Stephen J. Schueler, M.D.

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Craniopharyngioma Anorexia

Many patients with craniopharyngioma will suffer from anorexia.

Anorexia means loss of appetite. Anorexia is a problem with many forms of cancer, because cancer can affect the body's hormones, digestive system and brain. It is also a common side effect of chemotherapy and radiation therapy.

Good nutrition is an important part of successful cancer treatment. Adequate nutrition can boost the immune system and help increase the effectiveness of cancer therapy.

Home care for anorexia includes:

  • Avoid stomach irritants such as aspirin or ibuprofen.
  • Avoid excessive caffeine and other stimulants.
  • Check with your doctor about drinking alcohol.
  • Do not force yourself to eat at standard times. Eat when you are hungry instead.
  • Concentrate on eating a healthy diet. Avoid junk foods.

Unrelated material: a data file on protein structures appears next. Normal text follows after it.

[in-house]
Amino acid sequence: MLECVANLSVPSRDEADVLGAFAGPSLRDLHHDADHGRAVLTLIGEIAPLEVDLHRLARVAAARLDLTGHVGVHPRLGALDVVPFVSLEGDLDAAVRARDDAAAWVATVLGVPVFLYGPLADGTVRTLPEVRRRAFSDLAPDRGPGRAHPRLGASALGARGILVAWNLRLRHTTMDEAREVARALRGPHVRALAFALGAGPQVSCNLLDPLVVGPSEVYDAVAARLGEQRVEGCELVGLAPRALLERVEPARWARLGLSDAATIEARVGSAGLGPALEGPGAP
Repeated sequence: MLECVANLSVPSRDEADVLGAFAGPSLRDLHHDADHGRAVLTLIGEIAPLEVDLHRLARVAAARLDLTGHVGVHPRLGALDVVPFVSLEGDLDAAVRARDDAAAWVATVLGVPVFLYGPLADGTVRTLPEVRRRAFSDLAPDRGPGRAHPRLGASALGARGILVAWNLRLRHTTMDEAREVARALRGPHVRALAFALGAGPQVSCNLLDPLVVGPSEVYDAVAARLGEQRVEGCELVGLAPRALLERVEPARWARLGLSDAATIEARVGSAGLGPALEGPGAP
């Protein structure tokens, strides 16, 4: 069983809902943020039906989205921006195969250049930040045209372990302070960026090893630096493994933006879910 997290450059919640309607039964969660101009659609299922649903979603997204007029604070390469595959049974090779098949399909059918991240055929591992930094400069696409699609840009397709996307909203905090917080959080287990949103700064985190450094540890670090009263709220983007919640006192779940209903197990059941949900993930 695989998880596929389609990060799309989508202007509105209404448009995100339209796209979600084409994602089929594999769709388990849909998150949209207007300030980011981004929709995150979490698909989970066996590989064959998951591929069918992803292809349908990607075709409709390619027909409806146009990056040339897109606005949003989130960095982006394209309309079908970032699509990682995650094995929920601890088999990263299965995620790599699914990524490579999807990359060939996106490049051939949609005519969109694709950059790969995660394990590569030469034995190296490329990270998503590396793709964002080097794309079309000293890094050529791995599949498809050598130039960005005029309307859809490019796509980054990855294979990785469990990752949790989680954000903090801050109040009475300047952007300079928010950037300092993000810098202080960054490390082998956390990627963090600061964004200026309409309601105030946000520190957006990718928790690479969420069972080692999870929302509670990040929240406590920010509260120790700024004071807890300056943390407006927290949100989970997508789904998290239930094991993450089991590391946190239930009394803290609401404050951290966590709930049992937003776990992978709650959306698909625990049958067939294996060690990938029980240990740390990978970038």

• Select healthy, high-calorie foods that you enjoy.
  • Eat more frequent, smaller meals.
  • Get some exercise every day.
  • Keep a daily log of your weight.
  • Don't smoke. Nicotine can suppress the appetite.
  • Ask your doctor or nutritionist about dietary supplements.
  • Ask your doctor if any medications you may be taking can cause anorexia.
  • Take any prescribed medications as directed.
  • Anti-nausea medications:
  • Appetite stimulants:

Continue to Craniopharyngioma Diet

Last Updated: Dec 8, 2010 References
Authors: Stephen J. Schueler, MD; John H. Beckett, MD; D. Scott Gettings, MD
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PubMed Craniopharyngioma References
  1. Dipatri AJ Jr, Prabhu V. A history of the treatment of craniopharyngiomas. Childs Nerv Syst. 2005 Aug;21(8-9):606-621. [16044342]
  2. Lena G, Paredes AP, Scavarda D, Giusiano B. Craniopharyngioma in children: Marseille experience. Childs Nerv Syst. 2005 Aug;21(8-9):778-84. [16133277]
  3. Tsai EC, Santoreneos S, Rutka JT. Tumors of the skull base in children: review of tumor types and management strategies. Neurosurg Focus. 2002 May 15;12(5):e1. [16119897]
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